I realize that I have complained a lot lately about how slow things have been and how frustrating it is to deal with Guatemalan bureaucracy and the red tape. But really, there are many reasons why I can’t complain, you can’t have it all.
If I love that most rules aren’t enforced and you can pretty much do what you please, I can’t complain when the rare directive applies to me and I am asked to comply.
If I love that taxes are so low, I can’t complain about the state of the roads or the absence of public services.
If I loved building my little house without asking anyone for a permit, I can’t complain that the neighbor did the same and his house makes my eyes sore.
If I love that you can climb a Maya ruin when in Europe you would have to see it from the distance, I can’t complain that they are not in perfect shape and with proper explanations or a map of the compound.
If I love that order is not the first word that comes to mouth in my region, I can’t complain when someone gets into a shop after me, yet is being served first.
If I love to park my car right in front of the arrival door at the airport, when the parking lot is 50 meters away, I can’t complain that sometimes someone is blocking my car when I park.
If I love that you can drive almost as you please, I can’t complain when people do not drive in an orderly manner or 50cc motorcycles use the left lane and I have to pass them on the right.
If I love that the police almost never stops my car, and when they do they never point speed but barely check the registration papers, I can’t complain that they are not around when one needs them.
If I love that everything is dirt cheap, I can’t complain when things aren’t high quality.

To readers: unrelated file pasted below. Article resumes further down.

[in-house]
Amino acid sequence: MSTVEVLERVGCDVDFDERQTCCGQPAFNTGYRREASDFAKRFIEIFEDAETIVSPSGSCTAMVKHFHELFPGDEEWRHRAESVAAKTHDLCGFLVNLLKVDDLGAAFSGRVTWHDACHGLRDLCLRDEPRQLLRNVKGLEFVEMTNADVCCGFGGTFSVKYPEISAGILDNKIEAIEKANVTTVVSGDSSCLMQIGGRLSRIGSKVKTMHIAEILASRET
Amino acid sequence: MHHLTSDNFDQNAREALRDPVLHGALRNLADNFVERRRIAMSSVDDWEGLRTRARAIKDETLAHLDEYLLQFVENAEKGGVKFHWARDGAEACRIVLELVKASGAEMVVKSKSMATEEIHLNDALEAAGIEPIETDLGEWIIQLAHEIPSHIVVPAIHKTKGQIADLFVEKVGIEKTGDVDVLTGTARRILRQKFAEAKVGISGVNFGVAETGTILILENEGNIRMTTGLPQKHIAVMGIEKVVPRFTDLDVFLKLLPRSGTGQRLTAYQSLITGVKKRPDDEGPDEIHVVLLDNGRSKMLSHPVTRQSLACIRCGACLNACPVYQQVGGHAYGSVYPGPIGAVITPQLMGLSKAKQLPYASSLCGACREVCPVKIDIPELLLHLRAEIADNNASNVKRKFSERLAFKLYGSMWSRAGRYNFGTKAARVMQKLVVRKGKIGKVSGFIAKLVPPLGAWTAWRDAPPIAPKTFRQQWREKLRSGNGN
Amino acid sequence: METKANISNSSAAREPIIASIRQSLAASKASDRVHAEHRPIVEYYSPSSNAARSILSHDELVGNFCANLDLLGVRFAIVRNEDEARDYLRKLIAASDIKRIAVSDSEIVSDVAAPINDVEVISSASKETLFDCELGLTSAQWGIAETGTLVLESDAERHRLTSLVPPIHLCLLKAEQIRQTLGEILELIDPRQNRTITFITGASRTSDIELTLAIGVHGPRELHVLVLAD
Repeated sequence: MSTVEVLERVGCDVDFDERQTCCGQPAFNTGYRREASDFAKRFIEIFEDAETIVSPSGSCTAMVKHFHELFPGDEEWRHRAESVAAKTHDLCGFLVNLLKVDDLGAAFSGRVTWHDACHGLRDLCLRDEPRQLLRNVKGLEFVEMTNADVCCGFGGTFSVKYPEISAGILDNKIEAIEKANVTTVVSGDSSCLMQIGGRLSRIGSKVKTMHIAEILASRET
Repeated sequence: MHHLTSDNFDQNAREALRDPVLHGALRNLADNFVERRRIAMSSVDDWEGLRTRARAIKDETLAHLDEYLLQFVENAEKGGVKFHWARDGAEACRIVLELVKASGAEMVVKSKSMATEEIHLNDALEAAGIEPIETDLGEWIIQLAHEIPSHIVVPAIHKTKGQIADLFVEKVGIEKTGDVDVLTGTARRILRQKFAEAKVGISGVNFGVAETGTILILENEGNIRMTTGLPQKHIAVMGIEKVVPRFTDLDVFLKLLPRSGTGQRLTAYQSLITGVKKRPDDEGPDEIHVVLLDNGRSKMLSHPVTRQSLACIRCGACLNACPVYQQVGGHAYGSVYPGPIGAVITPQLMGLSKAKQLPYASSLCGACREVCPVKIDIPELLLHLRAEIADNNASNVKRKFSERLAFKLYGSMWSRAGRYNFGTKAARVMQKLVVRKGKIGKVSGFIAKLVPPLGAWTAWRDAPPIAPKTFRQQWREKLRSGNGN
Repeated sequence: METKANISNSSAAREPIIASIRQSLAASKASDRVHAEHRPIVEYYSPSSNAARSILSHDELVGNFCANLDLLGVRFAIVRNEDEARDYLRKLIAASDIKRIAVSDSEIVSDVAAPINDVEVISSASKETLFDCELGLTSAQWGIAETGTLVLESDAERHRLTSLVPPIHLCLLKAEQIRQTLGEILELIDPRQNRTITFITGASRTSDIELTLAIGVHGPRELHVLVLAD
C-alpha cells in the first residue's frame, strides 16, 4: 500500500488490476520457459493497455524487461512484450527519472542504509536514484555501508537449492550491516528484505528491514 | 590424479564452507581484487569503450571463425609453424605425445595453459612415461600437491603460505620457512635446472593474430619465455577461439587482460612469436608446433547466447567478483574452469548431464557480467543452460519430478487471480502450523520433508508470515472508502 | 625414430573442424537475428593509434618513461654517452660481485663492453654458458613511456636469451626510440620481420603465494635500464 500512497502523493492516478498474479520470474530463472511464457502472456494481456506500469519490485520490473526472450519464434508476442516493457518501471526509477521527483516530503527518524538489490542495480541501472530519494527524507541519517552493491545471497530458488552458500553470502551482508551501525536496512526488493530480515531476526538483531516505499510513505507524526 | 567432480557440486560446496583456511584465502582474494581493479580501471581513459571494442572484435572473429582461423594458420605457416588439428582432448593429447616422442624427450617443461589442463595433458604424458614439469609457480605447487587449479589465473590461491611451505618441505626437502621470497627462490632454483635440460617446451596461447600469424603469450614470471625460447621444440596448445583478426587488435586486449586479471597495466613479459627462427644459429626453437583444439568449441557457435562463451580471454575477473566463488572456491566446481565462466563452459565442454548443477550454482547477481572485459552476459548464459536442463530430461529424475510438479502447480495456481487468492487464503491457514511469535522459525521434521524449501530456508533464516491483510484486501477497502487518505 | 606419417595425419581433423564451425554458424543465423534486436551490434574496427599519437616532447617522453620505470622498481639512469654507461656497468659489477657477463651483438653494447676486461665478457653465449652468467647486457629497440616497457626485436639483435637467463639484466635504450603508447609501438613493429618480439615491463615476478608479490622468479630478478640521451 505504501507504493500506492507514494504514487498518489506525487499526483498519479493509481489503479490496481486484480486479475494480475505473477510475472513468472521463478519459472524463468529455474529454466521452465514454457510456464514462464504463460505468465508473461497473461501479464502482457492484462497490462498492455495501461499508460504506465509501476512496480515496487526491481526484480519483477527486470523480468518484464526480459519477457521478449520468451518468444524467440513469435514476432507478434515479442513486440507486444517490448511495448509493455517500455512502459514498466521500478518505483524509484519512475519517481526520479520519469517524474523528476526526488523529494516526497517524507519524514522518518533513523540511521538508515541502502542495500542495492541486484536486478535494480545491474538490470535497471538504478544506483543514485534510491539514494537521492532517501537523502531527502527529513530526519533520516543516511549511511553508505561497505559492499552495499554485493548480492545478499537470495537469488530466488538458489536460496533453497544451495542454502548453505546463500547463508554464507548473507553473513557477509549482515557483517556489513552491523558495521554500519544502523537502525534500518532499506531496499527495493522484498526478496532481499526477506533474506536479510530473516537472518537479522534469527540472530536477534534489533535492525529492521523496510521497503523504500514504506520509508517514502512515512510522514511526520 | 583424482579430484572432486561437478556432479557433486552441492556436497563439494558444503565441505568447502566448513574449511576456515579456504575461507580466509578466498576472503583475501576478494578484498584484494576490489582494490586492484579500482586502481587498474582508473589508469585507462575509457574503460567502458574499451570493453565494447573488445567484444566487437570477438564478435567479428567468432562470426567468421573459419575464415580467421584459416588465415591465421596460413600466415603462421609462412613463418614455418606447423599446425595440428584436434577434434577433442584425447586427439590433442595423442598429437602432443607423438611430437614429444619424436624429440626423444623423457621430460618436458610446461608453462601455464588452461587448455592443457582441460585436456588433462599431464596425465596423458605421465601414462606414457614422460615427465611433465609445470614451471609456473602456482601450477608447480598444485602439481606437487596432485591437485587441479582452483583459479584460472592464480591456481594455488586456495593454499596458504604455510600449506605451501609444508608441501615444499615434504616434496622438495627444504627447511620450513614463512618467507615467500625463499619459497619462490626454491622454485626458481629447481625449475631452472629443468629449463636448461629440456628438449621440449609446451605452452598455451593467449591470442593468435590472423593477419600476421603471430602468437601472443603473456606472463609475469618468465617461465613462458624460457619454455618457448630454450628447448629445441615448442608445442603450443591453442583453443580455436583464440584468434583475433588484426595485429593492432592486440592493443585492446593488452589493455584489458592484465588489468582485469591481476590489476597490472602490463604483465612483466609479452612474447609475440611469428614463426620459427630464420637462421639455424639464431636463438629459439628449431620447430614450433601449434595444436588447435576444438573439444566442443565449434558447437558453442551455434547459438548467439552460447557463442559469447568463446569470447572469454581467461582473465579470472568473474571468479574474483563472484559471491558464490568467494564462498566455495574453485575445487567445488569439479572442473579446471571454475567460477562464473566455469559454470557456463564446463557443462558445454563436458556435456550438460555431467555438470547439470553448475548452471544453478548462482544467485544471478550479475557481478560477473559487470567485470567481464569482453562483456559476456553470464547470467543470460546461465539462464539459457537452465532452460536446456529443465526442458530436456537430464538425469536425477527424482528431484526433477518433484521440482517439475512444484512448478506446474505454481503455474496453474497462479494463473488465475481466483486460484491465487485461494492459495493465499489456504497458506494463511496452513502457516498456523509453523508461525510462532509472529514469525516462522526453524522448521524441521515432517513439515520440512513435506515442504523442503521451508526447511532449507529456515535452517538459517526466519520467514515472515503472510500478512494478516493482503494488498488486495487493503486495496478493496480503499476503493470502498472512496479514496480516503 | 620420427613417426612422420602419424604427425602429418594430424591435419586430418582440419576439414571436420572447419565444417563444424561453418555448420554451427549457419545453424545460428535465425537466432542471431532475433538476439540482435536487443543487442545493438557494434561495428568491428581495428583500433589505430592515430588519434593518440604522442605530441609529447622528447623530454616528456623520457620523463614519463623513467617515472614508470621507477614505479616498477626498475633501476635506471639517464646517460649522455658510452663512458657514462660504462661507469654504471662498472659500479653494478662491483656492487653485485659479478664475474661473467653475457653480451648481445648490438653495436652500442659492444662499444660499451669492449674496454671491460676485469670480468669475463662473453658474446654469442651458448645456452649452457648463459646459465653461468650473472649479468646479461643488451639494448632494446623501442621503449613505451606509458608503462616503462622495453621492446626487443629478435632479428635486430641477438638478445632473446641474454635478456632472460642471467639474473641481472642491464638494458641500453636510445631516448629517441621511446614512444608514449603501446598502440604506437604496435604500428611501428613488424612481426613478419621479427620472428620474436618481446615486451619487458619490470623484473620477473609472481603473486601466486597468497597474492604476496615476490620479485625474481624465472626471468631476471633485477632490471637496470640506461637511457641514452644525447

If I love to get a bargain, I can’t complain that sometimes I have to haggle for some time to get it instead of paying asking price.
If I love some parts of the macho culture, like never letting a woman pay for a date or men always carrying the bags and opening doors, I can’t complain when they make comments about women not being as strong or whatever adjective they have to consider themselves superior.
If I love to live in a country where the sun shines almost all year round, I can’t complain when it is unbearably hot.
If I love the abundance of delicious fruits and vegetables, I can’t complain when I don’t find an item no one eats here.
If I love the low cost of labor, I can’t complain when I give peanuts and get monkeys.
If I love to consider the lake as my private swimming pool, I can’t complain when the neighbors do it too and use loud jet skis for hours.
In Europe the process to split one’s land may be more straightforward because the system is well greased but they would ask for many more requirements than they do here. In France if you want to do an extension over 200 sqft to your house, you have to apply for a permit. Depending on the council, you can’t build on more than X% of your land. In the South, it can be as little as 30% so your extension may be denied if you already have a 1,500 sqft house on a 4,500 sqft plot. You have to build a house that will fit harmoniously into the landscape, or renovate like it was in 1900 if you are in a historical village, and so on. They would give you a list of paint shades that you can use but you can’t paint the house bright pink if you feel like it and that is not on the list, your windows will have to be a certain way, the electric wiring has to follow European norms of safety, and the list goes on and on.
Freedom here means everyone takes advantage of the lack of rules, not only your little person.
Have you ever wanted to do one thing that benefits you, while not wanting people to do something that would benefit them? Or tried to get both ends of a stick? You can’t have it all, and for many advantages that this little paradise has, there is a counterpart, for which really, I can’t complain.
Jack @ Enwealthen says
Freedom is scary, especially when you’re not used to it. And frankly, if you’re living in the developed world, you have no idea what real freedom looks like. It’s dangerous, it’s unpredictable, and chaotic. But it’s beautiful!